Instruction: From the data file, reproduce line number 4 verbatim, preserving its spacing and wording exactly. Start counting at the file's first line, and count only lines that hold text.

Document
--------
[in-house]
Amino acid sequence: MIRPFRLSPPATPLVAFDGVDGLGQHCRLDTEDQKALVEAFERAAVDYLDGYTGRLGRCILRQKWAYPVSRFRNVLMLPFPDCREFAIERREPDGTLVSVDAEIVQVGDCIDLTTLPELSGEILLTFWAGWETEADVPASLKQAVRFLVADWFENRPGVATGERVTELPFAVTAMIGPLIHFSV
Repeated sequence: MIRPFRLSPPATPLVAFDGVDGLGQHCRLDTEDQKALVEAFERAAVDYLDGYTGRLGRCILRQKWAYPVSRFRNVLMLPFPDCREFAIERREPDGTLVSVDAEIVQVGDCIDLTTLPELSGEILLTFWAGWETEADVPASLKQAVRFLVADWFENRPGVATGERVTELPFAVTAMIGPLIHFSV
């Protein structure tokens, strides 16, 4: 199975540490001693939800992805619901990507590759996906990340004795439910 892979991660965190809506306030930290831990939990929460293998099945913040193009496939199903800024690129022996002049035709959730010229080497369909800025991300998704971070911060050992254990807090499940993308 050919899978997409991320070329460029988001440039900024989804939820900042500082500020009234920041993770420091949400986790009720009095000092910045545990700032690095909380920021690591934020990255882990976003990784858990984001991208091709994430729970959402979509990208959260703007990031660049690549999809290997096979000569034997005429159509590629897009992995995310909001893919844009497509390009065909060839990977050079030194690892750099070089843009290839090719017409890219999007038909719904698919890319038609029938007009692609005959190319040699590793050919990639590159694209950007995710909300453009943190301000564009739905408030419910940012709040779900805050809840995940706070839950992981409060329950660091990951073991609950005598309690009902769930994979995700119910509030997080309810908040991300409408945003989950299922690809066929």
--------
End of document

């Protein structure tokens, strides 16, 4: 199975540490001693939800992805619901990507590759996906990340004795439910 892979991660965190809506306030930290831990939990929460293998099945913040193009496939199903800024690129022996002049035709959730010229080497369909800025991300998704971070911060050992254990807090499940993308 050919899978997409991320070329460029988001440039900024989804939820900042500082500020009234920041993770420091949400986790009720009095000092910045545990700032690095909380920021690591934020990255882990976003990784858990984001991208091709994430729970959402979509990208959260703007990031660049690549999809290997096979000569034997005429159509590629897009992995995310909001893919844009497509390009065909060839990977050079030194690892750099070089843009290839090719017409890219999007038909719904698919890319038609029938007009692609005959190319040699590793050919990639590159694209950007995710909300453009943190301000564009739905408030419910940012709040779900805050809840995940706070839950992981409060329950660091990951073991609950005598309690009902769930994979995700119910509030997080309810908040991300409408945003989950299922690809066929």